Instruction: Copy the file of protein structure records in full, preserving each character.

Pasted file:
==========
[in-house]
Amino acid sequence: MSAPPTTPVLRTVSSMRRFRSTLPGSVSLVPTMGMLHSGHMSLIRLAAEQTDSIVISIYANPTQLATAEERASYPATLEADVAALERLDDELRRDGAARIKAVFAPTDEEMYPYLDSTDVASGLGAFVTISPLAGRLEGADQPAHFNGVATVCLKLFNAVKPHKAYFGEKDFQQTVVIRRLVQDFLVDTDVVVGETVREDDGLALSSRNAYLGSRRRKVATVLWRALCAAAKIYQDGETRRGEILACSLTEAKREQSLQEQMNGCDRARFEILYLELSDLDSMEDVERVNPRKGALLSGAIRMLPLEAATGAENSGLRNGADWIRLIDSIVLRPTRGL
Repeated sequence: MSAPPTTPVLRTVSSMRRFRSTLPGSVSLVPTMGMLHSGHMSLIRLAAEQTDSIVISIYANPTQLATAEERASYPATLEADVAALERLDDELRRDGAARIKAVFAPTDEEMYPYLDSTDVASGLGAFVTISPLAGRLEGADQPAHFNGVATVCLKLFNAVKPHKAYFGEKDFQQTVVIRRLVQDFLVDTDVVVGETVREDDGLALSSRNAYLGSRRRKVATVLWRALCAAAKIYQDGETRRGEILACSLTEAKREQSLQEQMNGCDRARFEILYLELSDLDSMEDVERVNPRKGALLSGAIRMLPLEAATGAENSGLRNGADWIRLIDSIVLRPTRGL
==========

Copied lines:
[in-house]
Amino acid sequence: MSAPPTTPVLRTVSSMRRFRSTLPGSVSLVPTMGMLHSGHMSLIRLAAEQTDSIVISIYANPTQLATAEERASYPATLEADVAALERLDDELRRDGAARIKAVFAPTDEEMYPYLDSTDVASGLGAFVTISPLAGRLEGADQPAHFNGVATVCLKLFNAVKPHKAYFGEKDFQQTVVIRRLVQDFLVDTDVVVGETVREDDGLALSSRNAYLGSRRRKVATVLWRALCAAAKIYQDGETRRGEILACSLTEAKREQSLQEQMNGCDRARFEILYLELSDLDSMEDVERVNPRKGALLSGAIRMLPLEAATGAENSGLRNGADWIRLIDSIVLRPTRGL
Repeated sequence: MSAPPTTPVLRTVSSMRRFRSTLPGSVSLVPTMGMLHSGHMSLIRLAAEQTDSIVISIYANPTQLATAEERASYPATLEADVAALERLDDELRRDGAARIKAVFAPTDEEMYPYLDSTDVASGLGAFVTISPLAGRLEGADQPAHFNGVATVCLKLFNAVKPHKAYFGEKDFQQTVVIRRLVQDFLVDTDVVVGETVREDDGLALSSRNAYLGSRRRKVATVLWRALCAAAKIYQDGETRRGEILACSLTEAKREQSLQEQMNGCDRARFEILYLELSDLDSMEDVERVNPRKGALLSGAIRMLPLEAATGAENSGLRNGADWIRLIDSIVLRPTRGL